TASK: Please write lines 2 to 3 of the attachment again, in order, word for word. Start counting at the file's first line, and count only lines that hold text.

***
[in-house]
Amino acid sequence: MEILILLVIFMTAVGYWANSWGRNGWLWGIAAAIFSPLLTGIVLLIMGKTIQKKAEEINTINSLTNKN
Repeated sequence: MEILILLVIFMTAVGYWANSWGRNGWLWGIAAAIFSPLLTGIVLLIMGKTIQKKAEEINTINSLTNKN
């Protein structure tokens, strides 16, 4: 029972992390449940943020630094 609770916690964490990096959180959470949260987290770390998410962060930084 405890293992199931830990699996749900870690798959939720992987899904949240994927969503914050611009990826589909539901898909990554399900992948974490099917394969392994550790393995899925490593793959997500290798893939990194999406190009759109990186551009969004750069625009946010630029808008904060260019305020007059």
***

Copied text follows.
Amino acid sequence: MEILILLVIFMTAVGYWANSWGRNGWLWGIAAAIFSPLLTGIVLLIMGKTIQKKAEEINTINSLTNKN
Repeated sequence: MEILILLVIFMTAVGYWANSWGRNGWLWGIAAAIFSPLLTGIVLLIMGKTIQKKAEEINTINSLTNKN